The late ’70s were a fantastic time to be alive and to be a kid addicted to action figures. Once Kenner struck gold with Star Wars, the race to snag the license to the Next Big Thing was on, especially if it was a TV or movie license set in space. Mattel gave us Battlestar Galactica, Mego paid top rights for Buck Rogers In The 25th Century, The Black Hole and Star Trek: The Motion Picture, and best of all, all of these figures were in more or less the same scale as Kenner’s venerable Star Wars range.
After all, Kenner had proven that this smaller scale – almost unthinable prior to George Lucas’ epic, when foot-tall G.I. Joe figures ruled the boys’ toy aisle – made affordable vehicles and playsets practical, and Kenner’s competitors decided to jump on that bandwagon with aplomb. For the want of a rare Enterprise bridge, Captain Kirk and Mr. Spock commanded the second floor of the Death Star with its permanent control consoles which, while virtually unlike anything ever seen in Star Trek, kinda sorta approximated the layout of the Enterprise bridge. Kinda. Sorta. Buck Rogers’ starfighter was a space-rated version of the Rebel snowspeeder, because they were somewhat similarly shaped…kinda. (Sorta.) C-3PO and R2-D2 went on big adventures with the Battlestar Galactica robot dog and VINCENT. It was a grand universe where anything went, because everyone fit in everyone else’s ships and playsets.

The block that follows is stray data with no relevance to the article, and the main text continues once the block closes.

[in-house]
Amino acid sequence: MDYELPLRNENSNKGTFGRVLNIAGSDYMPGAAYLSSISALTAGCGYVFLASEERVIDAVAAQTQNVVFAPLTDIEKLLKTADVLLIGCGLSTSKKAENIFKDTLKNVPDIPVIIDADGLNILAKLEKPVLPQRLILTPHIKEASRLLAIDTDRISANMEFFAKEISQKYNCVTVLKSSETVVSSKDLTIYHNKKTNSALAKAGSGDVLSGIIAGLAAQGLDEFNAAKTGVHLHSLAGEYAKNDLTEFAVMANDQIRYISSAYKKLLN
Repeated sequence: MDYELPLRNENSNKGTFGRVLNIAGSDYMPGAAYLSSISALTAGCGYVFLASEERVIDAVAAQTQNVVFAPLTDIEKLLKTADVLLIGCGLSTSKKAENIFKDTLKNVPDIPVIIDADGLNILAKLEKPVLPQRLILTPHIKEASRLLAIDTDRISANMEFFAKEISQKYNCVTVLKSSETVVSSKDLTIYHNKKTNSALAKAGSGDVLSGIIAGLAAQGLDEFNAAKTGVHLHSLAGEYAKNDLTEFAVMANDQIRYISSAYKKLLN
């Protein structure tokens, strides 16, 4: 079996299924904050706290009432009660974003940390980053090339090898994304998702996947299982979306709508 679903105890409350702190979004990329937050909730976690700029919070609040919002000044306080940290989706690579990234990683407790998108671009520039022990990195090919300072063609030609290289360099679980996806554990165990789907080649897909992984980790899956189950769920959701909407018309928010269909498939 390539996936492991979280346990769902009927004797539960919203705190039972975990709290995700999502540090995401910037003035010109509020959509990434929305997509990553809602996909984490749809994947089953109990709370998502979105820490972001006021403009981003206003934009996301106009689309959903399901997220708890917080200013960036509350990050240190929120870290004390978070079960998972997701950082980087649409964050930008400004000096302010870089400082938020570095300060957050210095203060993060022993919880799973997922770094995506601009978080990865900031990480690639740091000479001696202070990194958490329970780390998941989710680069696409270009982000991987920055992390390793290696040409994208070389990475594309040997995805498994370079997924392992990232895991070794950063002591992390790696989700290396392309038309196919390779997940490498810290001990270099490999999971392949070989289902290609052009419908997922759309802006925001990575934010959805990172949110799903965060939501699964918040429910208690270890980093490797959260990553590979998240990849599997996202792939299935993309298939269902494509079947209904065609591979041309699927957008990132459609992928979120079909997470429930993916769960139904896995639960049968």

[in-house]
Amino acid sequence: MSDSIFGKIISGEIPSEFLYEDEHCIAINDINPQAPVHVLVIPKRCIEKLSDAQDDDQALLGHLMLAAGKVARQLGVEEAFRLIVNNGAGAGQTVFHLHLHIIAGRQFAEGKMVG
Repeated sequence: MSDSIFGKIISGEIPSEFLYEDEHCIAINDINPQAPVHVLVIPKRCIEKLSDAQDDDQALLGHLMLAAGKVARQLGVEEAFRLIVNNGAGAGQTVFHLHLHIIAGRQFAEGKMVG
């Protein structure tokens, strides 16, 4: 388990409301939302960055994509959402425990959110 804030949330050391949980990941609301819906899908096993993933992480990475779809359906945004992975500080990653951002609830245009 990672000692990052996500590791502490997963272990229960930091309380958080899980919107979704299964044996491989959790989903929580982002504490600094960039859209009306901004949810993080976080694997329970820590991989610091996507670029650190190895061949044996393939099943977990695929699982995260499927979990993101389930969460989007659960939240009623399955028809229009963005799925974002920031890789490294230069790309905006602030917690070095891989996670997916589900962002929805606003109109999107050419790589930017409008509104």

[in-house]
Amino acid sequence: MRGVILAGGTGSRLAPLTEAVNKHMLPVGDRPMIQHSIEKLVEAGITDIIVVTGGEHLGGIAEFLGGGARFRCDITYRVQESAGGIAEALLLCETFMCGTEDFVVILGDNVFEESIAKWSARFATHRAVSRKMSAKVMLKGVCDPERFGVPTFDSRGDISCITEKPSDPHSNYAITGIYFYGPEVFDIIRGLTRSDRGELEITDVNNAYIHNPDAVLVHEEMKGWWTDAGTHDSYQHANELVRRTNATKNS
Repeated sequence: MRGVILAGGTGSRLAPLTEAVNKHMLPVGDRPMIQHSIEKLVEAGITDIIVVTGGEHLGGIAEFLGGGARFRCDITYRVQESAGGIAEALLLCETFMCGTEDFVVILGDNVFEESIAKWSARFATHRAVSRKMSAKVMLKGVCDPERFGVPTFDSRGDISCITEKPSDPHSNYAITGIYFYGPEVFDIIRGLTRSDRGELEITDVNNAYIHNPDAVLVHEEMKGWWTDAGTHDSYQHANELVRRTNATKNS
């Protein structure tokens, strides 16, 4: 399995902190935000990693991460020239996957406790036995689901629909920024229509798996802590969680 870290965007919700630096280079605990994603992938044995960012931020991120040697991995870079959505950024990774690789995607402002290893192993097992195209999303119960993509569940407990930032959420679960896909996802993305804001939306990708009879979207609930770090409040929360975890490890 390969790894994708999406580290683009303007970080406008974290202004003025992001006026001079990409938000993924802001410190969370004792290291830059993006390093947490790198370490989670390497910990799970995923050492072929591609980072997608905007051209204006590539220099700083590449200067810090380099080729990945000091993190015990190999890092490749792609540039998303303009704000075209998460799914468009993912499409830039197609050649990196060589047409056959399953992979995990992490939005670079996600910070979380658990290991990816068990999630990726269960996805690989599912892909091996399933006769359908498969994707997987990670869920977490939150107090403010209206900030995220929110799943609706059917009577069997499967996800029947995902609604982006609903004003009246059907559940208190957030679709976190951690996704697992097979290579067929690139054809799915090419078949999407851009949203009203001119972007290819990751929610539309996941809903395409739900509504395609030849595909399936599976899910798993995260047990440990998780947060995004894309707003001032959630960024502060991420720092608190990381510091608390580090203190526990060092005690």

But there was one license whose failure to happen seemed to mark the beginning of the end of this era. Continue reading